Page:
When I mentioned the name of the opulent aga, the gruff manner of the soldier changed, as if by magic. Politely, he gave me minute directions as to how I could reach the house which had been my own. Then he stepped aside, and we passed into the city.

We made straight for the residence of Ahmed Aga, but of course passed it, and stopped before the house of Hasan Aga. After causing the camel to kneel, I dismounted, and knocked loudly on the door. The place was in darkness, showing that the inmates had retired, but presently I heard shuffling footsteps in the salamlik, and the voice of Hasan, himself, asking: “Who are you?”

“Your nephew,” I replied. “Open quickly, in the name of Almighty Allah.”

“I have many nephews,” he replied, cautiously.

“I am he who bought the rose, which was stricken by the viper,” I replied, reluctant to give my name for fear of being overheard.

At this, I heard the bolt slide back, and knew that Hasan had understood my allusion to Selma Hanoum and the man who had poisoned her. He opened the door a little way, and held up a flickering lantern, by the yellow light of which I saw his gray-bearded, kindly face. But seeing my changed features, he started back, and was about to close the door again when I thrust my foot through the opening.

“I am really Hamed, O uncle, but in disguise,” I said. Then he recognized my voice and flung the door wide.

“Who is with you?” he asked, now speaking in a hushed voice.

“A slave-girl I purchased for Selma Hanoum the morning she was murdered,” I replied.

Bismillah! Enter, both of you,” he invited. “I will bring in your equipment and turn the camel free. It would not do for the beast to be found in my stables. Suspicions might thus be aroused.”

Lo Foo and I stepped into the salamlik, and waited there in the darkness. Presently I heard him slap the beast’s flank and order it to be off. Then he came in with our meager pile of belongings.

“I left the litter on the mangy beast,” he said. “Both are so dilapidated that it is problematical which will break down first. But come into the majlis. You must be weary and hungry.”

“Weary we are, uncle,” I replied, “but not hungry, as we have been stuffed by the shaykh of the Abu Salman. However, I’ll smoke a pipe with you after we find a place for Lo Foo to sleep; that is, if you want to hear my story tonight.”

“She shall have my empty harim, and welcome,” replied Hasan. “As you know, though I have been enabled to keep this house and in a measure refurnish it, due to your generosity and that of my sister’s daughter, on whom be Allah’s mercy and His blessing, my business has not prospered, and I have been unable either to marry, or purchase slaves. As Ahmed Aga took over all the possessions of Selma Hanoum this morning, and I was assured of no further income from her estate, I was forced to discharge my servants.”

He led the way through the scantily furnished majlis, into the sitting-room of the harim. In this there was but a single diwan, one small rug, several ottomans, and a few taborets. Hasan took a candle from a niche, and lighting it, led Lo Foo to the door of one of the sleeping-rooms. He gave her the candle, and said: “In there you may sleep, little one, safe from all fear.”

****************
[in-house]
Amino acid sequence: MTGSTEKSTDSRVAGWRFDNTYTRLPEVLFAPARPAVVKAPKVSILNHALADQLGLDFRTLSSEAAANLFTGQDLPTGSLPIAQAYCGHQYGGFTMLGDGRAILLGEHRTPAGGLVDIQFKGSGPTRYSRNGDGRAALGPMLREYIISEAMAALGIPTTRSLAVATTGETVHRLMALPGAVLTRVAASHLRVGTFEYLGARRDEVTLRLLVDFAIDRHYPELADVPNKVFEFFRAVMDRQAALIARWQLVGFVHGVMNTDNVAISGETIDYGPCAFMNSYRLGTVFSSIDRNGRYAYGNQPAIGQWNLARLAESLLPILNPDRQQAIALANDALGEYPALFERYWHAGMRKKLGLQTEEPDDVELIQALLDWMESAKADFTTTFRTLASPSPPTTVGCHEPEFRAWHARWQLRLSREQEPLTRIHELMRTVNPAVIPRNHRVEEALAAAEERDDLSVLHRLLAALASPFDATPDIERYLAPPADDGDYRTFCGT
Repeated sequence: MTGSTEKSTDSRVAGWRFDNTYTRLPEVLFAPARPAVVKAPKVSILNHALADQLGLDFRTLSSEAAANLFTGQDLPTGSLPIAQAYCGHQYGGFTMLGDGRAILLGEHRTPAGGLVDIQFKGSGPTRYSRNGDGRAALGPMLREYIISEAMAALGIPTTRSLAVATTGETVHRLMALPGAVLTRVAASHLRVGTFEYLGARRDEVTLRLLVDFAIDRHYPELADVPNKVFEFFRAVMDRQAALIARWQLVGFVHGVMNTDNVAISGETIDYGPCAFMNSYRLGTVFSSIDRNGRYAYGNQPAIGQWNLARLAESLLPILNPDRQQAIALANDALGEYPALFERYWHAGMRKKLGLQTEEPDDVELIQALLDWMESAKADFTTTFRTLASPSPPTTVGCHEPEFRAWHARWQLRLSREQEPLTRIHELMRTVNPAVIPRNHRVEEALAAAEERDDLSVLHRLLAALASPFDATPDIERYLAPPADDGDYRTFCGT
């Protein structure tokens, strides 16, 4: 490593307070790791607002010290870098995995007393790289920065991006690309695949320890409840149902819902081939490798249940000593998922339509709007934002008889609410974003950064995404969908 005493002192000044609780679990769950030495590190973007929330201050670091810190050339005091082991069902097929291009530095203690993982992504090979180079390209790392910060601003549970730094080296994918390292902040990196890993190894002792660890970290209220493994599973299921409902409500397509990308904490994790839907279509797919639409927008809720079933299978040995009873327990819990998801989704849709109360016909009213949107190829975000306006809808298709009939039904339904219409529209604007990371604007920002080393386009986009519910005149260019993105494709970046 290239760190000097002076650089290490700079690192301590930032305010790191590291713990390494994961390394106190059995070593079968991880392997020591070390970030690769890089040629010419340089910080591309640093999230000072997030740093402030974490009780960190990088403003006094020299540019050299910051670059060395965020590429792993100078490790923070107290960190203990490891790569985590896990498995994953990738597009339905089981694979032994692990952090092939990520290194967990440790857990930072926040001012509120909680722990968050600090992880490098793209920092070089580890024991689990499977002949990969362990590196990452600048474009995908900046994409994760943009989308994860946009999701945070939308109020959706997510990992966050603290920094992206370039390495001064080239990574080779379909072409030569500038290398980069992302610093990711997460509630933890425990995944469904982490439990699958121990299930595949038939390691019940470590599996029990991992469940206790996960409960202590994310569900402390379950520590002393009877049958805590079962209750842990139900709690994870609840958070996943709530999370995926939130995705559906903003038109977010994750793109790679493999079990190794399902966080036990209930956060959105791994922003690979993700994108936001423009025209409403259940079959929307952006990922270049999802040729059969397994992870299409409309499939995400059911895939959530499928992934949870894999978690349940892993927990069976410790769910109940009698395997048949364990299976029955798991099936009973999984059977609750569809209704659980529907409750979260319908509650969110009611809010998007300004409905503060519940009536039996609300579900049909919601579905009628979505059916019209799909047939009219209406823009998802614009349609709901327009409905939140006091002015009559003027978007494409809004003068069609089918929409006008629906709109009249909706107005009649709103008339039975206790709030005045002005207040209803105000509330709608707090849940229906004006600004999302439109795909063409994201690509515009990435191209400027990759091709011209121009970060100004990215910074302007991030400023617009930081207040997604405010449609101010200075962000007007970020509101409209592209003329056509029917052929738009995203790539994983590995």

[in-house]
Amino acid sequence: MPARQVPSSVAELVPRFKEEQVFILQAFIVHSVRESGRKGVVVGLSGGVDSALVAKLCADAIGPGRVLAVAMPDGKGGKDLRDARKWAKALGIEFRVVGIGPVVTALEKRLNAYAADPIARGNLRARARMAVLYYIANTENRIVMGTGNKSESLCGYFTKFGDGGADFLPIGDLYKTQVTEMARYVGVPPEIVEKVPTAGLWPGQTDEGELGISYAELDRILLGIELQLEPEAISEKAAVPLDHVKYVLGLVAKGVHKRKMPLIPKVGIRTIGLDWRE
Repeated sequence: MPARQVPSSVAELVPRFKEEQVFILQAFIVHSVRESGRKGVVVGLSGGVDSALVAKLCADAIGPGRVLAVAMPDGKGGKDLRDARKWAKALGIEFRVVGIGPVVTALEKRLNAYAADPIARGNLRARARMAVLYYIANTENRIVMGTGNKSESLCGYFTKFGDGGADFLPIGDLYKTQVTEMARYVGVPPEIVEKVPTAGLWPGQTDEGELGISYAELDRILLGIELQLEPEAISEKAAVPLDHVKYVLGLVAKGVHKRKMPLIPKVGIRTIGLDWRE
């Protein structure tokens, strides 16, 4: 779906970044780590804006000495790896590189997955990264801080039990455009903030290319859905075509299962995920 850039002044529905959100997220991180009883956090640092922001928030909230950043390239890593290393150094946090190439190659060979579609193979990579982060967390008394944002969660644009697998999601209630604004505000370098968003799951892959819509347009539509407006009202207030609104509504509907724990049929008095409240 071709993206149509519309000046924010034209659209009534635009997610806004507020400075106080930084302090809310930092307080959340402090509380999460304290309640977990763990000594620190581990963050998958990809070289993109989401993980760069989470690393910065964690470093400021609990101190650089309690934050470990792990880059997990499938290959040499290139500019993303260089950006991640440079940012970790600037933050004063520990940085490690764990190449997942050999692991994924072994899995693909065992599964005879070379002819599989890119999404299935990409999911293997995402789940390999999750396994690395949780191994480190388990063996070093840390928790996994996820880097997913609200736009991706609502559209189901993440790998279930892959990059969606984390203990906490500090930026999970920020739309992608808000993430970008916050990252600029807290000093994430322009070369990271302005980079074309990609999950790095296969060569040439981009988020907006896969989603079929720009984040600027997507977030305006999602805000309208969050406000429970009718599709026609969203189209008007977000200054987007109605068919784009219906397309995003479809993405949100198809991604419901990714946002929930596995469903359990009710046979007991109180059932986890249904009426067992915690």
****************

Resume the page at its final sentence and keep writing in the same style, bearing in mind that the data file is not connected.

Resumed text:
We then returned to the majlis, and bidding me be seated, he went out to fetch pipes and coffee. He returned presently, but before he had the charcoal glowing, Lo Foo came out of the harim. She was attired in the clinging, silken garments of her native land, which set off her slender beauty, and had donned a thin, translucent face-veil, out of respect to Hasan Aga, though she was no Moslemah.

“I slept all day, master,” she said to me, “and can not retire so early. Permit me to serve you, and to remain with you for yet a little while.”

Without waiting for my reply, she went over and took the coffee things from Hasan, who, nothing loth, turned everything over to her and came and sat beside me. Though he was far gone in years, I saw his eyes kindle with admiration as he glimpsed her thus without her heavy street garments, and knew that the years had not robbed him of his appreciation of beauty.

While we waited for our coffee and narghiles, Hasan told me what I most wanted to hear. He described the magnificent funeral of my lost love, and told me where she had been buried. Tears were welling both from his eyes and mine, when Lo Foo served us.

I then related in detail my adventures since my purchase of Lo Foo, and when I had finished he said, “By Allah, there is no doubt that Ahmed Aga is the afai, the venomous viper who caused my sister’s daughter to be poisoned, and who bribed false witnesses to swear away your life, that he might get possession of her wealth and property. Small wonder that, when he learned of your escape, he set six of his own cutthroats on your trail with orders to slay you. The Pasha must be told the truth of this matter.”

“Who is to tell him?” I asked. “And what proof is there? You and I know that Ahmed Aga is guilty, and that I am innocent, but how can we prove it?”

Hasan stroked his white beard. “Aye. That’s the difficulty,” he said. “We can’t. And it would be of no use to go before Hafiz Pasha without proof.”